4 Things Travelers HATE When They Arrive at a Hotel
I have to admit. Typically when I arrive at a hotel, I’m not at my best. I’m tired and impatient, with a strong chance of jet-lag. I’m anxious to get to my room, if only for a quick shower and change before finally starting my trip. That’s why I look forward to the moment I arrive at my hotel, eager to finally get some personal space.
This is also the moment that everything can go wrong.
Most of the time, my arrival is quick and seamless. However, the times that it hasn’t been? As stated before, I am not at my best. Small delays or mishaps can put me in a foul mood, and what’s worse? I’m usually more likely to view everything moving forward in a more negative light. This is not a mature point of view. But it’s an honest one.
The first impression I get of a hotel can be lasting. The worst part is normally the bad experiences could have easily been avoided.
Here are 4 scenarios that you will want to avoid:
How Much Longer Until I Get My Key?
Two years I visited Amsterdam and arrived around 7am from the United States. I was exhausted and jetlagged, and in desperate need of a hot shower. My hotel couldn’t find my booking, and the issue took about 30 minutes to resolve. The problem is that at that point the 30 minutes felt like a lifetime to me.
There is no worse feeling than having a time delay. Whether this is due to the room not being ready, lost bookings, or simply a long operation process, this is a huge pain point for travelers. This type of first impression ensures your hotel a bad image that will subsequently be difficult to change. It is crucial to have an efficient hotel management system that will allow the hotel to be prepared for each guest’s arrival.
Did They Know I Was Coming?
If I arrive before the check-in time, I understand if my room might not be ready. After check-in, I don’t typically expect to need any kind of assistance for a while. I go right to my room, and am ready to start my stay. However, you would be surprised at the number of times rooms are not stocked, or stocked for the appropriate number of guests.
Worse yet is when basic features of a room do not work. When I was backpacking through Italy last year, I stayed at a small hotel in Deiva Marina, a beach community. The air conditioner in my room not only did not work, but when I spoke to the front desk, she remembered the issue from before. They were able to repair it by end of day, which I appreciated due to the heat, but why wait until I was already checked-in?
There are numerous issues and repairs that occur in the operations of any hotel. It’s easy to have some “slide through the cracks,” and why it is so important to have clear lines of communication between the staff in order to follow up.
What Do You Mean Check-Out is in 10 Minutes?
Many times when I travel, I’m provided with information that I rely on, such as check-out times, WIFI fees, etc. The problem is I don’t always see that information. I know it’s my fault; after it’s pointed out, I will see it labeled on my phone or the back of a door. But since I haven’t planned on that time for check-out or cost for WIFI usage, I’m probably already irritated.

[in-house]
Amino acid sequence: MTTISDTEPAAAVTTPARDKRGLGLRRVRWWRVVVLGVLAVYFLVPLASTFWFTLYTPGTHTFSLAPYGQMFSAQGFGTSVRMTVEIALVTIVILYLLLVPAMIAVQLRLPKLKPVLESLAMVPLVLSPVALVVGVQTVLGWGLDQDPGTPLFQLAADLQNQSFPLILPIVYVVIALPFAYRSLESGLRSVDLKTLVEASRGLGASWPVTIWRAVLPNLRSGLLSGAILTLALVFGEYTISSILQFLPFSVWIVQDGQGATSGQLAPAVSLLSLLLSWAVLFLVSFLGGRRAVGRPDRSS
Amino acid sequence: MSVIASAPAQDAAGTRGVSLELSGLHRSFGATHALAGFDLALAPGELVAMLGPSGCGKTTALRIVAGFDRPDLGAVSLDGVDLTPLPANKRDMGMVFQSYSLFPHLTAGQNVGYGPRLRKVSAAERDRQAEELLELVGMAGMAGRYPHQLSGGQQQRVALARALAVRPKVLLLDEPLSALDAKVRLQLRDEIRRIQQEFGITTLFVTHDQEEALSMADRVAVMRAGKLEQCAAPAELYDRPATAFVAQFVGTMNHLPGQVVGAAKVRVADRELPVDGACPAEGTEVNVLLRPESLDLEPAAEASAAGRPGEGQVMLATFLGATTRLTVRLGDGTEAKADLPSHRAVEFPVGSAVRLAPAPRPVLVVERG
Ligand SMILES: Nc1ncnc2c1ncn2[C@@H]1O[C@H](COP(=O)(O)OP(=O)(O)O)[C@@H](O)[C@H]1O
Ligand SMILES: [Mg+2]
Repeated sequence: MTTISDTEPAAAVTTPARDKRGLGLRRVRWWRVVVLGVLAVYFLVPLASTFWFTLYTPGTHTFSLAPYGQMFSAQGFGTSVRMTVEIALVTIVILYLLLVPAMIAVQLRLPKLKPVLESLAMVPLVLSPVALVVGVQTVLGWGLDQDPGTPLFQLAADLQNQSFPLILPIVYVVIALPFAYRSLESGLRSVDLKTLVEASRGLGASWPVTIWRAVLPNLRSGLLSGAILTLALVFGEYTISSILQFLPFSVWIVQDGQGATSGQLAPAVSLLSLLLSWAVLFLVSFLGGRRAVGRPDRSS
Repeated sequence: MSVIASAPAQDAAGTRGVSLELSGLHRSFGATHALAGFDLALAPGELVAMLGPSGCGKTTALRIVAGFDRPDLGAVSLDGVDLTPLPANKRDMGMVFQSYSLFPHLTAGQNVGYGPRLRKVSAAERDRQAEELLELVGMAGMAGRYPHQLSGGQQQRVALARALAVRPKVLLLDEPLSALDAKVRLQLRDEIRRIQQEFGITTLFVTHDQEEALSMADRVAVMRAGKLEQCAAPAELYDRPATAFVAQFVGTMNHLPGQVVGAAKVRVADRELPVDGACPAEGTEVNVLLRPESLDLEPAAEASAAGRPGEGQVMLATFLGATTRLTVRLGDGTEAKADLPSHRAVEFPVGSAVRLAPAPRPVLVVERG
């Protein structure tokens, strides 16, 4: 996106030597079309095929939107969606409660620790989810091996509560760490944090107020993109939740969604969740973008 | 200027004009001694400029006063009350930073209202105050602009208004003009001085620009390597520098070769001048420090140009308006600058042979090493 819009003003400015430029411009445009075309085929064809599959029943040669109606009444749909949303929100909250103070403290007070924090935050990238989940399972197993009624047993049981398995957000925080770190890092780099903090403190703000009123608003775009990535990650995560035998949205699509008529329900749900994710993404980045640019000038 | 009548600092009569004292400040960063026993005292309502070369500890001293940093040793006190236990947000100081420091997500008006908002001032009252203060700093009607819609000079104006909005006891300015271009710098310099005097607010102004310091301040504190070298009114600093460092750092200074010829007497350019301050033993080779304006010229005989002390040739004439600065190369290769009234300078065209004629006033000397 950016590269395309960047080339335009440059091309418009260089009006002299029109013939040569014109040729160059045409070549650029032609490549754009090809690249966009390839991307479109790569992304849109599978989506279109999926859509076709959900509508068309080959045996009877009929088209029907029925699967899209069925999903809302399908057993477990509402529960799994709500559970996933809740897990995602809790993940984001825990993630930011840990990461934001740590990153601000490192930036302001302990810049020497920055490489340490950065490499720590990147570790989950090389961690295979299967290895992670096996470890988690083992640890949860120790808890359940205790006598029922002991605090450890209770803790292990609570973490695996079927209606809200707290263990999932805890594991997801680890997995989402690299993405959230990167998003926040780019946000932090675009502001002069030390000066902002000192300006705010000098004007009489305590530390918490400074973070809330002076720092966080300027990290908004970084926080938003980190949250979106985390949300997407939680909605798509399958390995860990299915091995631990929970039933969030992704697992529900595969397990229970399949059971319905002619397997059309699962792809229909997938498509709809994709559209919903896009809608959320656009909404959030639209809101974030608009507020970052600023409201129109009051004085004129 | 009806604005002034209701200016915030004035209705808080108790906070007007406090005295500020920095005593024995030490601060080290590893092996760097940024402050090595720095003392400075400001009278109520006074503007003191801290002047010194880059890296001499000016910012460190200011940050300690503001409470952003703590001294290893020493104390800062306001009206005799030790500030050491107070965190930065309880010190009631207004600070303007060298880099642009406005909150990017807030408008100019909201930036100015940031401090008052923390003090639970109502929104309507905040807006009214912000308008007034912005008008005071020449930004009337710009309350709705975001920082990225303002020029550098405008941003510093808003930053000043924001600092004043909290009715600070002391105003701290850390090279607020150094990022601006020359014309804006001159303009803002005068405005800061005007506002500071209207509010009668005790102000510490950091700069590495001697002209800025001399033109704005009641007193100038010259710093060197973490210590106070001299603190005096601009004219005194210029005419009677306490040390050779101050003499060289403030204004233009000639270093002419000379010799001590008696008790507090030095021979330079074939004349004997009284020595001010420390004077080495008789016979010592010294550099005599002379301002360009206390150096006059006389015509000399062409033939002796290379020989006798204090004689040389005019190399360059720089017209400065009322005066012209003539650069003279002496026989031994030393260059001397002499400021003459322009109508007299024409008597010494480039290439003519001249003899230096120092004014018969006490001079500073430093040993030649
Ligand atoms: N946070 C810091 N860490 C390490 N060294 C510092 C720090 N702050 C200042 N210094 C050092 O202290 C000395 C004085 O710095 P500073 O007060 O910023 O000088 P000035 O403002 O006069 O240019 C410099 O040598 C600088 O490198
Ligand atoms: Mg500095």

I stayed in a hotel in Prague that actually called me the day before my departure to confirm I was checking-out, check-out hours, and to see if I needed any transportation help. It was a 2 minute conversation, but I loved it, and it was a great way of being proactive ensuring my check-out would be hassle free. It is important to not only list information on reservation confirmation emails and upon check-in, but also check in with the guest to make sure they are aware or have questions.
Are They Ignoring Me?
When navigating a management system, answering calls, or completing administrative tasks, it’s easy to forget how our focus can be mistaken for indifference. There is a lot to do when running a hotel or front desk, but the guest isn’t always aware of the work you are doing. It is a bit of a dilemma: as a guest I want to have requests handled quickly, but other guests want your attention as well.
Earlier this year, I stayed at a small hotel in Chile and wanted help with the wifi. The receptionist was on the phone in Spanish, and after waiting five minutes without acknowledgement, I made an admittely snide comment. She apologized and told me she was trying to locate a crib for another guest. I immediately felt guilty for reacting so rashly, but the miscommunication was due to the fact that since I hadn’t been acknowledged, I assumed she was ignoring me. Having an efficient management system will help with time management, but make sure to acknowledge any customer waiting. Even if it’s a smile and a quick comment that it will be just a moment, these gestures can go a long way.